Origin of villa
Definition for villa (2 of 2)
Examples from the Web for villa
Villa and Zapata looked on, smiling their papier mache smiles, sure they had seen something like this before.
The faces of Villa and Zapata looked on from the opposite end of the square.
The three were living it up at his Arcore villa outside Milan, made famous by his orgiastic Bunga-Bunga parties.Was Putin’s Midnight Visit to Berlusconi About Bunga Bunga?|Barbie Latza Nadeau|October 19, 2014|DAILY BEAST
One can even rent out the villa here or wander down from the Arc de Triomphe and peek through the fence.
His restaurant earned a Michelin star before Villa Magna lured him away.Rodrigo de la Calle Is Spain’s Vegetable Whisperer|Kara Cutruzzula|March 19, 2014|DAILY BEAST
What of the men who used to come to the villa and play cards with Uncle George, the men who went away and never came back?The Carpet from Bagdad|Harold MacGrath
Then he went over one evening to her father's villa, "where we are to have some plays as we used to do," said Guido.The Galaxy, May, 1877|Various
At the gate of the villa they alighted and walked up the majestic avenues.The Law Inevitable|Louis Couperus
A few years later, Mr. Selby left the villa and went to Naples, where they heard he had died.The Parisians, Complete|Edward Bulwer-Lytton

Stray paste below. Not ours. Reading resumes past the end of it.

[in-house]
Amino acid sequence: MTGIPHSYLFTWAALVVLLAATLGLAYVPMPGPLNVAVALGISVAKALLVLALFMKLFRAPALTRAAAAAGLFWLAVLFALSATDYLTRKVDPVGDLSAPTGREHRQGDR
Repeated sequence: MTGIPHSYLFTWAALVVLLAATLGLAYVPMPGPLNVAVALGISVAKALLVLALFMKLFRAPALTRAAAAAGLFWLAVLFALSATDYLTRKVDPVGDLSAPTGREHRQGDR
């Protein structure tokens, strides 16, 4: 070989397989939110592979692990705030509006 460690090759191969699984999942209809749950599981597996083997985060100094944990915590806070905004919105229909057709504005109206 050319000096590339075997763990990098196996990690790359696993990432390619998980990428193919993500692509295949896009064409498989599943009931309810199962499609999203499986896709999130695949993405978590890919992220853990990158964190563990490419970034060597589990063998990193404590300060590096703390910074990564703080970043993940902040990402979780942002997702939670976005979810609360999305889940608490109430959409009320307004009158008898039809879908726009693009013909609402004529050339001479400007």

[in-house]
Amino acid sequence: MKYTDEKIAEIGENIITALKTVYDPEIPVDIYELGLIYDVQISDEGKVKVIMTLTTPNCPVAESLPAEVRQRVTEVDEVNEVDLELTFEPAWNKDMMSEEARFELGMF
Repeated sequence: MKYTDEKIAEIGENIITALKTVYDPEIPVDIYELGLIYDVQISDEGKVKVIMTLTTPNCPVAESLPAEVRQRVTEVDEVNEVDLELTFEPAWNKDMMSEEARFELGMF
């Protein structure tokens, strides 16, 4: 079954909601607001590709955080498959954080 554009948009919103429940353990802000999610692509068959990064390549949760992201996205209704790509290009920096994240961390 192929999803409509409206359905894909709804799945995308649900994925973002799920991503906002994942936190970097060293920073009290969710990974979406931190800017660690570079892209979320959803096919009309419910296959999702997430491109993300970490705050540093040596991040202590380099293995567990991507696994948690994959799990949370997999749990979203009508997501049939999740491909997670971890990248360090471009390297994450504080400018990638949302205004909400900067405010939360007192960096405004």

Its most patriotic inhabitant could not claim loveliness for Villa del Cerro.Uruguay|W. H. Koebel
British Dictionary definitions for villa (1 of 2)
Word Origin for villa
British Dictionary definitions for villa (2 of 2)
Word Origin and History for villa
1610s, from Italian villa "country house, villa, farm," from Latin villa "country house, farm," related to vicus "village, group of houses," from PIE *weik- "clan" (cf. Sanskrit vesah "house," vit "dwelling, house, settlement;" Avestan vis "house, village, clan;" Old Persian vitham "house, royal house;" Greek oikos "house;" Old Church Slavonic visi "village;" Gothic weihs "village;" Lithuanian viešpats "master of the house").